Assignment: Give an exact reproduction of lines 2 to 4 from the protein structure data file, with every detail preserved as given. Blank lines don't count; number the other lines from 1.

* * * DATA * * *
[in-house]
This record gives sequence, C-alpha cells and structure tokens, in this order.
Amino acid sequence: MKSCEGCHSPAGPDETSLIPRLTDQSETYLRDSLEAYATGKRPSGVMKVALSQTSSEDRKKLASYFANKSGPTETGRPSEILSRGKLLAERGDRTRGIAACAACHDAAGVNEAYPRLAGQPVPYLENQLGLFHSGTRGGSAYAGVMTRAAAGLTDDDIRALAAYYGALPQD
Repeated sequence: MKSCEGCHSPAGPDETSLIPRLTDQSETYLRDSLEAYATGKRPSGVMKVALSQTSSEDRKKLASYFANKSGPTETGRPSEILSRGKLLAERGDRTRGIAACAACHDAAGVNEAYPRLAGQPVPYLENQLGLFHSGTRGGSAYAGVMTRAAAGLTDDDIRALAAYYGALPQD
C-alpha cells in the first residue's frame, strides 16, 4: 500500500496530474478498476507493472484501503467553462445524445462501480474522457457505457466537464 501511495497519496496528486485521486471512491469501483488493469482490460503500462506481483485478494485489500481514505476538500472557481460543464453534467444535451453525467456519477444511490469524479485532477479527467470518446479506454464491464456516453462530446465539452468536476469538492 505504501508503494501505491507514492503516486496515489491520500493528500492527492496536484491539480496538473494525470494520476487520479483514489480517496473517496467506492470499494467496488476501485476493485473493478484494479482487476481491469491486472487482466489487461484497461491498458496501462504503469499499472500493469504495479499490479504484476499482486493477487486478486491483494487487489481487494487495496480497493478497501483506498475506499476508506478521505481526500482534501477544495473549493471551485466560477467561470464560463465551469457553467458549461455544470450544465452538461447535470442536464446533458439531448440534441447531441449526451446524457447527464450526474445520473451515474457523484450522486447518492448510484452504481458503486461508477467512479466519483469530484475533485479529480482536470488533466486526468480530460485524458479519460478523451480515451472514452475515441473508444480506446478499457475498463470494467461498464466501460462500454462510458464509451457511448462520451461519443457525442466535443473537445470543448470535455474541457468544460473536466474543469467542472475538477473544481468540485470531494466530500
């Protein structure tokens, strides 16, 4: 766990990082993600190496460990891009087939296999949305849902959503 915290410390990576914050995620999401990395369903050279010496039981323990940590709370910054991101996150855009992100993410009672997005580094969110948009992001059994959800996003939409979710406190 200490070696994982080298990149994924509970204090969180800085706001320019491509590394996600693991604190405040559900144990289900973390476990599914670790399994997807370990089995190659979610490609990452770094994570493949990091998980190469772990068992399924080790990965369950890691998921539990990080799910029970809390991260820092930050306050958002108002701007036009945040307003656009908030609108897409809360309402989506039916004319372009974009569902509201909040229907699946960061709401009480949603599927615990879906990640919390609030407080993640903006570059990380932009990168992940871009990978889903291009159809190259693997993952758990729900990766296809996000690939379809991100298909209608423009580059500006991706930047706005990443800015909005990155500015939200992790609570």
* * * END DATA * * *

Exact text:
This record gives sequence, C-alpha cells and structure tokens, in this order.
Amino acid sequence: MKSCEGCHSPAGPDETSLIPRLTDQSETYLRDSLEAYATGKRPSGVMKVALSQTSSEDRKKLASYFANKSGPTETGRPSEILSRGKLLAERGDRTRGIAACAACHDAAGVNEAYPRLAGQPVPYLENQLGLFHSGTRGGSAYAGVMTRAAAGLTDDDIRALAAYYGALPQD
Repeated sequence: MKSCEGCHSPAGPDETSLIPRLTDQSETYLRDSLEAYATGKRPSGVMKVALSQTSSEDRKKLASYFANKSGPTETGRPSEILSRGKLLAERGDRTRGIAACAACHDAAGVNEAYPRLAGQPVPYLENQLGLFHSGTRGGSAYAGVMTRAAAGLTDDDIRALAAYYGALPQD